Many errors are relied upon for a reversal, but the first point we shall determine is whether or not the courts of Illinois have jurisdiction of this cause of action.
It is a rule of law well settled in this State that a right of action which has accrued under a statute of a sister State of this Union will be enforced in the courts of this State unless prohibited by law, or unless it is against morals or natural justice, o.r unless it is against the general interests of the citizens of this State. (Chicago and Eastern Illinois Railroad Co. v. Rouse, 178 Ill. 132; Dougherty v. American McKenna Process Co. 255 id. 369.) The statutes of Ohio set out in this declaration are not regarded in this State as against morals or natural justice or hostile to the general interests of our citizens. Therefore they must be enforced by our courts unless such enforcement is prohibited by law.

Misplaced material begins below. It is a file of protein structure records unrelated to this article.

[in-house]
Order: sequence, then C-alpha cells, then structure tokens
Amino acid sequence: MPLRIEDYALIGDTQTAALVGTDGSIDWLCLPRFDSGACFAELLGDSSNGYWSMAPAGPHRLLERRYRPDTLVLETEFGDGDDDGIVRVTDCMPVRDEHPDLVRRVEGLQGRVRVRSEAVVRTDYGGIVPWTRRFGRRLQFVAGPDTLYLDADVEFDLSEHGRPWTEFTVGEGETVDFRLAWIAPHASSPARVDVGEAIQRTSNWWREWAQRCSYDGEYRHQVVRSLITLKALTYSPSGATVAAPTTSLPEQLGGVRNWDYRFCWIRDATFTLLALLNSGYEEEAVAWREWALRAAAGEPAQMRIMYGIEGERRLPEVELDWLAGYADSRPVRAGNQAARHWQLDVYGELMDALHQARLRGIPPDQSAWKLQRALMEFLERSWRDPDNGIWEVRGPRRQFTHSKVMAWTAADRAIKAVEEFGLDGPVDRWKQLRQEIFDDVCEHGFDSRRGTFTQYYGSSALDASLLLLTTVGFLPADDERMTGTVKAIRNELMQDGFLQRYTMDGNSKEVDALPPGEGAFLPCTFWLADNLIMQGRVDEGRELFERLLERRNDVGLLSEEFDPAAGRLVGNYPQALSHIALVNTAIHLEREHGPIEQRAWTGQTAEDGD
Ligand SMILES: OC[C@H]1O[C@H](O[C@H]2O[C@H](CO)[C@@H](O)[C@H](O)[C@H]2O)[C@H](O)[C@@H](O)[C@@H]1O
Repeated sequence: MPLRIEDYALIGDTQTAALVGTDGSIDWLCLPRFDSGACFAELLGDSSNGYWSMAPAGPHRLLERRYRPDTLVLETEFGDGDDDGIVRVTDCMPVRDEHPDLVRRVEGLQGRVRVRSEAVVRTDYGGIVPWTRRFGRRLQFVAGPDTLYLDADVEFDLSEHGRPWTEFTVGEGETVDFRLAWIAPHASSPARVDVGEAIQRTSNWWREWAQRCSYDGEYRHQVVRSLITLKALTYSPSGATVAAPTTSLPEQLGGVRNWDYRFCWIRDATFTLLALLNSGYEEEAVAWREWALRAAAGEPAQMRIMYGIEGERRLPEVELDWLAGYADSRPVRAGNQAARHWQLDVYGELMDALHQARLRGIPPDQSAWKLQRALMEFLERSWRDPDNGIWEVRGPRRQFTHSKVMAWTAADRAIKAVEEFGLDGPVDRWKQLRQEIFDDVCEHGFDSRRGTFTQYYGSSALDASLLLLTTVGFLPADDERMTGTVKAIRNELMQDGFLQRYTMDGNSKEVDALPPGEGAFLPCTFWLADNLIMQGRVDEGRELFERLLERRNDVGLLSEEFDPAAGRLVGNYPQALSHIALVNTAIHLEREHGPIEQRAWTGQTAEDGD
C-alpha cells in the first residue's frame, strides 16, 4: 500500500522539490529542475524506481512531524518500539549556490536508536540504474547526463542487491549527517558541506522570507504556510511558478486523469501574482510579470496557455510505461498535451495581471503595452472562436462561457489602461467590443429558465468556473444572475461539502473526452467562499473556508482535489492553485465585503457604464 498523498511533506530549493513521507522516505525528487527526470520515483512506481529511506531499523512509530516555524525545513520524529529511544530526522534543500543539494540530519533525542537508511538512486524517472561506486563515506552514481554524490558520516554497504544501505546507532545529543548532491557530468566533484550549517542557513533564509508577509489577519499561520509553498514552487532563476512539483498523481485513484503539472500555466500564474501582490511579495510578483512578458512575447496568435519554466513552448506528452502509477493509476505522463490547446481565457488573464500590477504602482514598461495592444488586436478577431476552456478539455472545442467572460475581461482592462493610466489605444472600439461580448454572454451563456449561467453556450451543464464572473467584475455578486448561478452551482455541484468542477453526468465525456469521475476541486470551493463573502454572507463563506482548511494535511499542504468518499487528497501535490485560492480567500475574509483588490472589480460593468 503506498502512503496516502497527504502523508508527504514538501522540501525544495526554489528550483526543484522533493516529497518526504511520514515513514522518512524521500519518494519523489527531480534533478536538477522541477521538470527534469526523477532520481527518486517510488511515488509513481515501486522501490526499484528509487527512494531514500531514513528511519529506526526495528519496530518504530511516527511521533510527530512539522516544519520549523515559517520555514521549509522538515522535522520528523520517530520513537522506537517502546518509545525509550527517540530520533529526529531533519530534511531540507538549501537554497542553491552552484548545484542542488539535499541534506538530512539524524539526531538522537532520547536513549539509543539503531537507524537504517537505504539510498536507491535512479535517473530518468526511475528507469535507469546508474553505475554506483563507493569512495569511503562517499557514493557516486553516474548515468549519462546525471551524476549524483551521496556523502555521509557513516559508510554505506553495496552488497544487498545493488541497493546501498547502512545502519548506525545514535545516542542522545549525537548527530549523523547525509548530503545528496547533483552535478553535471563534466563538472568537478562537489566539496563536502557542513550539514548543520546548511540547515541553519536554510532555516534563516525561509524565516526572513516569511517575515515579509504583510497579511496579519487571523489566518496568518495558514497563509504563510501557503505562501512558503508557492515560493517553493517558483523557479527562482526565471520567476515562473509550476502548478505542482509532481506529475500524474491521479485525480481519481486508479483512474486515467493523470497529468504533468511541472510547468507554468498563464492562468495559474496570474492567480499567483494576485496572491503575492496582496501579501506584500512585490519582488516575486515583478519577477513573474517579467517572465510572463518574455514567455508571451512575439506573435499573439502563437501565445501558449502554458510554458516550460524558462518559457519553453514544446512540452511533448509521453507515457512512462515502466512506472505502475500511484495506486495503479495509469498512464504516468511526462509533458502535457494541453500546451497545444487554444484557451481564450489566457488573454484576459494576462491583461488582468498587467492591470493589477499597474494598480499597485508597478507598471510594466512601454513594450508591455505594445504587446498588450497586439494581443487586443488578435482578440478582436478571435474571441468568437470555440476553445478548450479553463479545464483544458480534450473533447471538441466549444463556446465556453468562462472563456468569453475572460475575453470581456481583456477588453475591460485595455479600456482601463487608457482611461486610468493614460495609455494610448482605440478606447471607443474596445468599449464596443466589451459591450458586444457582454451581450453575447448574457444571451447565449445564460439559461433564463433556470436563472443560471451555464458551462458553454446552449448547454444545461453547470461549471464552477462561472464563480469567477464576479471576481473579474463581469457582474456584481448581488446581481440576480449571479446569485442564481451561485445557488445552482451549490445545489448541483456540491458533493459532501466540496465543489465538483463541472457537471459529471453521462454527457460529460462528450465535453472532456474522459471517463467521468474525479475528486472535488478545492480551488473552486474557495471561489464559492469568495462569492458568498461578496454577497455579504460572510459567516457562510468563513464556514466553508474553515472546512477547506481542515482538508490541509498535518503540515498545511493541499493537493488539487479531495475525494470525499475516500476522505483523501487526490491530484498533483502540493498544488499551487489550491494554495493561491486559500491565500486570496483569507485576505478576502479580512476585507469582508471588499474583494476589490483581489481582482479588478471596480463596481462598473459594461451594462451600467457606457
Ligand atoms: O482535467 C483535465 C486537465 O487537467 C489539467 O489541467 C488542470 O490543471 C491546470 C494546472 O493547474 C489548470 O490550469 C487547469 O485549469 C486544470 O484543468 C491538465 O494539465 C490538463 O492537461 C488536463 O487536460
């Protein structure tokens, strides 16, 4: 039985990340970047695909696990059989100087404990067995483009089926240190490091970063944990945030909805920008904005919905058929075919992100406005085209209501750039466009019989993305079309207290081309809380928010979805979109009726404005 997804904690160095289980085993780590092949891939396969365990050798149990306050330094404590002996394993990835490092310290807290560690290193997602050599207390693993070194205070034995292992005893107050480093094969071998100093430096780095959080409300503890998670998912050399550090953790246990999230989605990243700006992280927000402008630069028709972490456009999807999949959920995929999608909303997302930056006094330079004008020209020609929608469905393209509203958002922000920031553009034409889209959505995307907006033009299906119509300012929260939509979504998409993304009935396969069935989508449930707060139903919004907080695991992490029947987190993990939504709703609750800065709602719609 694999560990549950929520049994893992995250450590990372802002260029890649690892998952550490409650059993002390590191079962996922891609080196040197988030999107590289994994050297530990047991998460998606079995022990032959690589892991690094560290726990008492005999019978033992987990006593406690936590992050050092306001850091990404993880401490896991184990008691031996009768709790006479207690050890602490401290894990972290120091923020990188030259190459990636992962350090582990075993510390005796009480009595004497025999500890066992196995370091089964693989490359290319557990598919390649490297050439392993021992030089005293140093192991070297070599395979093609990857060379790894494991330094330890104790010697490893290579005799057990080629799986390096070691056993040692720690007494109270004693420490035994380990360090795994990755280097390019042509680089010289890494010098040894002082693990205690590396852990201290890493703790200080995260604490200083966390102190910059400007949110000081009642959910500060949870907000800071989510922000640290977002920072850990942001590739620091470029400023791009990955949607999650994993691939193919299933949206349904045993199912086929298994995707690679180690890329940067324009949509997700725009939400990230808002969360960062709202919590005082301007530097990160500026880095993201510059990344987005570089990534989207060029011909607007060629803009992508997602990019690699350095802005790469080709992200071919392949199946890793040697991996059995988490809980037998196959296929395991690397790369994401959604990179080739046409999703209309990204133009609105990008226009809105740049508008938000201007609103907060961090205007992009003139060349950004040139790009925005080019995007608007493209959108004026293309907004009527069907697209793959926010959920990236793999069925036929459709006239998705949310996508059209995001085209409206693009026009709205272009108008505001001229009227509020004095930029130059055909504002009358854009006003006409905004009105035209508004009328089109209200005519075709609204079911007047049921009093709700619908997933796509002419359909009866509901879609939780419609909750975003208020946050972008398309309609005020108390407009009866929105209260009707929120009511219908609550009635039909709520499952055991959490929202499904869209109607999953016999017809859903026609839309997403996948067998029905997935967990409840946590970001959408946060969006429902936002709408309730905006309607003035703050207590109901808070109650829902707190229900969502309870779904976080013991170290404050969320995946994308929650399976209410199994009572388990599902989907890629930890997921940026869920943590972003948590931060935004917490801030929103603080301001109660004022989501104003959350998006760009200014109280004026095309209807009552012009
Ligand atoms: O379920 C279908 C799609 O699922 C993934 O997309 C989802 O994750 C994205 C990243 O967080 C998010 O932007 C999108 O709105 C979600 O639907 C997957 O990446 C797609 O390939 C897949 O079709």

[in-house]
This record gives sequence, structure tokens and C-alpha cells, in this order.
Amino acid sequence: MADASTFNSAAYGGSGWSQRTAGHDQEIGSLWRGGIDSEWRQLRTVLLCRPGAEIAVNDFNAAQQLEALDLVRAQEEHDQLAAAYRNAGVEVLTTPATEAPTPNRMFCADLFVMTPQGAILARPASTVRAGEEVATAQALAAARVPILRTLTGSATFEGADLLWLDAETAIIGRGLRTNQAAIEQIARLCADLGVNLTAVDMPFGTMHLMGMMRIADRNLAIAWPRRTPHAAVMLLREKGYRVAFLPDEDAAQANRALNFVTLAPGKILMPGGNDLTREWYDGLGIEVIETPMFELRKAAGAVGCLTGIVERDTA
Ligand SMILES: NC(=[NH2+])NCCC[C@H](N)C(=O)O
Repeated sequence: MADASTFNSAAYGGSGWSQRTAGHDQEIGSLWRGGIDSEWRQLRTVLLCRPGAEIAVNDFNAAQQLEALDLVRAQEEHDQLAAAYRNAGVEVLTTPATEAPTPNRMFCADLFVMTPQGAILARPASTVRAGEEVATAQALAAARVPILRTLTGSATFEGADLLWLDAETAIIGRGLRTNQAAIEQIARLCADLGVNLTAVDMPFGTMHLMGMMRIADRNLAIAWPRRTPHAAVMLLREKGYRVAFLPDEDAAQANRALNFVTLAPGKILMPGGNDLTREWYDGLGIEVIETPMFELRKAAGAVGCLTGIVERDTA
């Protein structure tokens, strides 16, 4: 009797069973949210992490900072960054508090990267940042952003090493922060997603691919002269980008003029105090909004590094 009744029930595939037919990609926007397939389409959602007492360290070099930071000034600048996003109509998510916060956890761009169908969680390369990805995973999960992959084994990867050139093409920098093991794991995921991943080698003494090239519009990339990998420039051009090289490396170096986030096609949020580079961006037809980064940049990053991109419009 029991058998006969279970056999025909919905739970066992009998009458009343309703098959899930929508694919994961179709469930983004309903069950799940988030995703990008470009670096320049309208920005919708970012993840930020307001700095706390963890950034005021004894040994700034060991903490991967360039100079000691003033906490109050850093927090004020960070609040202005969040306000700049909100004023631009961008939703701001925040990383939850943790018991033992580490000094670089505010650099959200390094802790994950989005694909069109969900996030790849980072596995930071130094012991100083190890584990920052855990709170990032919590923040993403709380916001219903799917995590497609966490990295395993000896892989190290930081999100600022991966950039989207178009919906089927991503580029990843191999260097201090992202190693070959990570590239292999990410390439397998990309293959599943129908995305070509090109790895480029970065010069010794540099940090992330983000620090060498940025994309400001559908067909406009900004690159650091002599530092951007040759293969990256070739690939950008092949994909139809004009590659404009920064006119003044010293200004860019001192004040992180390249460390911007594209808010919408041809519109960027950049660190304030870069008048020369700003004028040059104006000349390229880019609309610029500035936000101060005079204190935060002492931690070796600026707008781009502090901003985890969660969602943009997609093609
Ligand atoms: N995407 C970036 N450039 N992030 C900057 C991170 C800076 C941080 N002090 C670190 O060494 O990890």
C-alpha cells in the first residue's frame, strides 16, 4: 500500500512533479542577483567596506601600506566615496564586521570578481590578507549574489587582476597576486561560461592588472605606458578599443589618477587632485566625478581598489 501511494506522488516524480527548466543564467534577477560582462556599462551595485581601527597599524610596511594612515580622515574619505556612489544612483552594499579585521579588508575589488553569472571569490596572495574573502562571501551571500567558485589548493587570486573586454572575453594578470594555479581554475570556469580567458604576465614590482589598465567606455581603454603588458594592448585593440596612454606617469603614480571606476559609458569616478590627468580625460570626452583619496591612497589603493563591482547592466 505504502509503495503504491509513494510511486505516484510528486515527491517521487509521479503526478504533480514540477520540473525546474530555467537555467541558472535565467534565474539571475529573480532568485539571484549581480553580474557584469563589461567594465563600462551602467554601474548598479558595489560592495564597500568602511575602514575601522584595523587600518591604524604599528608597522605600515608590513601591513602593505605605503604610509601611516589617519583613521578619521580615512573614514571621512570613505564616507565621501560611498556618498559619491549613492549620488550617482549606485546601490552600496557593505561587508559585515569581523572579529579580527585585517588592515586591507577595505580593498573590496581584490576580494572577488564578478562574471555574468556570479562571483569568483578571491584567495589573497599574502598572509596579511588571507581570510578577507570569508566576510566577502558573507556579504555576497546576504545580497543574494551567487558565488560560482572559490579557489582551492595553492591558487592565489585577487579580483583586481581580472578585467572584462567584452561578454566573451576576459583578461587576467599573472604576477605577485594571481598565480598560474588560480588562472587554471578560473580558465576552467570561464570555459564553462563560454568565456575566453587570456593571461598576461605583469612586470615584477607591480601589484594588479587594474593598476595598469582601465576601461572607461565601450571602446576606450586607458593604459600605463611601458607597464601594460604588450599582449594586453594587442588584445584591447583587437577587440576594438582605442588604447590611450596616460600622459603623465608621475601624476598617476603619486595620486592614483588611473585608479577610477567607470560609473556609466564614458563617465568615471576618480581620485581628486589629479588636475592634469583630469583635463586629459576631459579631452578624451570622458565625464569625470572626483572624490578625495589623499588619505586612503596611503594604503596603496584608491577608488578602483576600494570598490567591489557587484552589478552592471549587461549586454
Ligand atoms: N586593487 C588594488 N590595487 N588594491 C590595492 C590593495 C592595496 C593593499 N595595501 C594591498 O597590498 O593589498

Section 2 of the Injuries act (Hurd’s Stat. 1917, p. 1662,) was amended in 1903, and by said amendment it was declared that “no action shall be brought or prosecuted in this State to recover damages for a death occurring outside of this State.” If these words be given their natural or ordinary meaning they expressly prohibit the bringing or the prosecution of the present action in the courts of this State. Our Injuries act has never given to any person *231a right of action for a death by wrongful act occurring outside this State. Our statute has no extra-territorial force. The right of action in this case arose under the Ohio statute, and, as we have said, the rights acquired under that statute will, in comity, be enforced in our courts if not against our laws. The law of the place where the right was acquired or the liability was incurred will govern as to the right of action, while all that pertains "merely to the remedy will be controlled by the law of the State where the action is brought, — i. e., by the law of this State. (Chicago and Eastern Illinois Railroad Co. v. Rouse, supra; Dougherty v. American McKenna Process Co. supra.) Inasmuch, therefore, as our Injuries act never gave a right of action for death by wrongful act occurring in another State, the only interpretation we can put upon the words quoted from the act is, that it was intended by the legislature to forbid the bringing or the prosecution of any action in this State to recover damages for a death by wrongful act occurring outside this State. Each State, subject to restrictions of the Federal constitution, determines the limits of jurisdiction of its courts, the character of the controversies which shall be heard in them, and how far its courts having jurisdiction of the parties shall hear and decide transitory actions where the cause of action has arisen outside of the State. Different States may have different policies and the same State may have different policies at different times, provided that any policy the State may choose to adopt must operate the same way on its own citizens and those of other States. Dougherty v. American McKenna Process Co. supra; Walton v. Pryor, 276 Ill. 563; Kenney v. Loyal Order of Moose, 285 id. 188.